Directors – Kentucker Audley, Albert Birney – 2020 – US – Cert. 12a – 91m
A strange and compelling tale, at once whimsical and terrifying, of a tax inspector sent to audit an artist’s dreams – out in UK cinemas and on demand Friday, September 16th
Nothing can prepare you for the experience of watching this extraordinary film. A man sits in his strawberry-coloured kitchen. In his strawberry-coloured fridge are strawberry-coloured boxes of food and strawberry-coloured cartons of drink. A knock at his door opens to reveal billowing clouds floating into the room like fog. It’s his friend who has arrived with a golden bucket container of fried chicken pieces and a bottle of cola. They eat and enjoy.
If you think this is weird, the scene turns up on the man’s video alarm clock. And the film has barely got started. Our hero’s work today involves a long drive to a lone house in the middle of a field. At the door, James Preble (Kentucker Audley) announces to the elderly occupant Arabella “Bella” Isadora (Penny Fuller) that he’s here to audit her dreams. As government legislation of seven year requires. She has over 2 000 VHS tapes, but it seems she hasn’t yet got around to fulfilling the legal requirement of the latest software. No matter. He’ll put on his helmet, go through the tapes and work out her tax liability.
In this house, though, his head begins to confuse dreams and reality. Soon, he’s increasingly spending time with beautiful young woman Bella (Grace Glowicki) and falling in love with her, but dark forces threaten to intervene and destroy the couple’s happiness. After she vanishes from their idyllic island paradise, he searches the seas for her in a galleon whose two crew members have the heads of mice until one day he encounters the blue demon who holds her captive…
It’s a strange, surreal affair which works in terms of its dream logic and makes sense on an emotional level. Behind it all, it cuts through to some pretty important issues. Why are we constantly being sold products with ad agencies increasingly finding more and more spaces in our world for doing so as the seek to make more and more money? In the world shown here, the situation has got so bad that advertising space in individual people’s dreams is being deployed to sell them things.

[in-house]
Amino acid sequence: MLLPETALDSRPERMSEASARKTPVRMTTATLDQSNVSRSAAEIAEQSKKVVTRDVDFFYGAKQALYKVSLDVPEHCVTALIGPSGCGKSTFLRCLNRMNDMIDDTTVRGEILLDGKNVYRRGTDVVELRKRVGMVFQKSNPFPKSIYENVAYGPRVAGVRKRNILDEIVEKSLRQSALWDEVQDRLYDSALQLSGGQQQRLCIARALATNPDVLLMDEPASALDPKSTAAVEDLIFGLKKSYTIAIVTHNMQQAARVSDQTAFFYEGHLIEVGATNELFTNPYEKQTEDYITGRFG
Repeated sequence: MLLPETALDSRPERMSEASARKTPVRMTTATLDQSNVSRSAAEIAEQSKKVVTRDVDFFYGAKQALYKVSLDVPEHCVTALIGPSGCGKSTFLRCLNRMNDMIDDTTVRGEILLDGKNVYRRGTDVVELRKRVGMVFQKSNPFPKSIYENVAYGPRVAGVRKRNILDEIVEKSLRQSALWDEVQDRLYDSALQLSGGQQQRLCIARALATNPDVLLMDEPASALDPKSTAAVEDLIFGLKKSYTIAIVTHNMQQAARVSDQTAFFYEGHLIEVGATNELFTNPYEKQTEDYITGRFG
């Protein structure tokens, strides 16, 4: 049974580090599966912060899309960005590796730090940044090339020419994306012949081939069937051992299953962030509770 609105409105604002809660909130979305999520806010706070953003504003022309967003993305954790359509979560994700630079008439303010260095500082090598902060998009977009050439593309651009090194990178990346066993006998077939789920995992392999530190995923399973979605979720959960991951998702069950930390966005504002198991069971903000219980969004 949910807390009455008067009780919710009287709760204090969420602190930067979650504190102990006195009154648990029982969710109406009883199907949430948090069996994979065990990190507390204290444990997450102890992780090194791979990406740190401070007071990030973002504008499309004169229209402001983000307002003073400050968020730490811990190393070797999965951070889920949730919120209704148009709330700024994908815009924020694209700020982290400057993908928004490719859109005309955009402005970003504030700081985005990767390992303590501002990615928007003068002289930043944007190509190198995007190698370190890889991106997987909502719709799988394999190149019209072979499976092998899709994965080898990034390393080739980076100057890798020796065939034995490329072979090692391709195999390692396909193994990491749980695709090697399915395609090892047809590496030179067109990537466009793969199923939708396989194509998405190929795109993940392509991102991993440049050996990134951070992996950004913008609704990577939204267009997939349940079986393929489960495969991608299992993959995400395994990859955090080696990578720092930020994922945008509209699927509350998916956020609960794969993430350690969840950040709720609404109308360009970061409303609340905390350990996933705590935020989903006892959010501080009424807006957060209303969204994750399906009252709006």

Your hostile family may burn down your home as you sleep in it. Fearsome demons make kidnap your loved one and take her away, chained into servitude with no hope of escape.
Something about it recalls the child’s fairy tale, based around simple archetypes, but this is not a kids’ film: rather it’s about adult life and society gone terribly, terribly wrong – and as such it may well strike a chord.
The directors don’t appear to have much money in their budget, but they more than make up for this with a constant level of invention. The mise-en-scène moves constantly between live action and every form of animation you can imagine, in a manner not entirely dissimilar to the work of Czech film pioneers Karel Zeman and Jan Švankmajer. The heroine’s father rising from his grave to blow his horn recalls the skeletons rising from the ground in Jason And The Argonauts (stop frame animation: Ray Harryhausen, 1963), and later the couple turn into fireballs (thanks to 2D animation techniques) hurtling towards Earth, The overall playfulness recalls the stranger films of Michel Gondry (Mood Indigo, 2013; Be Kind Rewind, 2008, The Science Of Sleep, 2006).
The plot may be about the significance of dreams rather than anything pertaining to the multiverse, but it feels like a version of Everything Everywhere All At Once (Daniel Kwan & Daniel Scheinert, 2022) – another film about adult life and society gone terribly, terribly wrong – minus the martial arts action and shot largely in someone’s garden shed yet possessing a similarly high level of inventiveness. Here though, the tax man isn’t the opposition but the protagonist, even though he may well be fighting some sort of enemy within.
And while parts of the film play with the idea of the damsel in distress, it’s also infused with the suggestion that there are a lot of males who are in trouble in the world with some of them actually causing its problems, while women see things with a lot more clarity and ultimately understand how to sort them out. All very contradictory and the film is nowhere near as clear-cut as that, and may well give rise to very different interpretations along gender lines. Whatever, it’s a true original and most definitely worth 90+ minutes of your time.
Strawberry Mansion is out in cinemas and on demand in the UK on Friday, September 16th.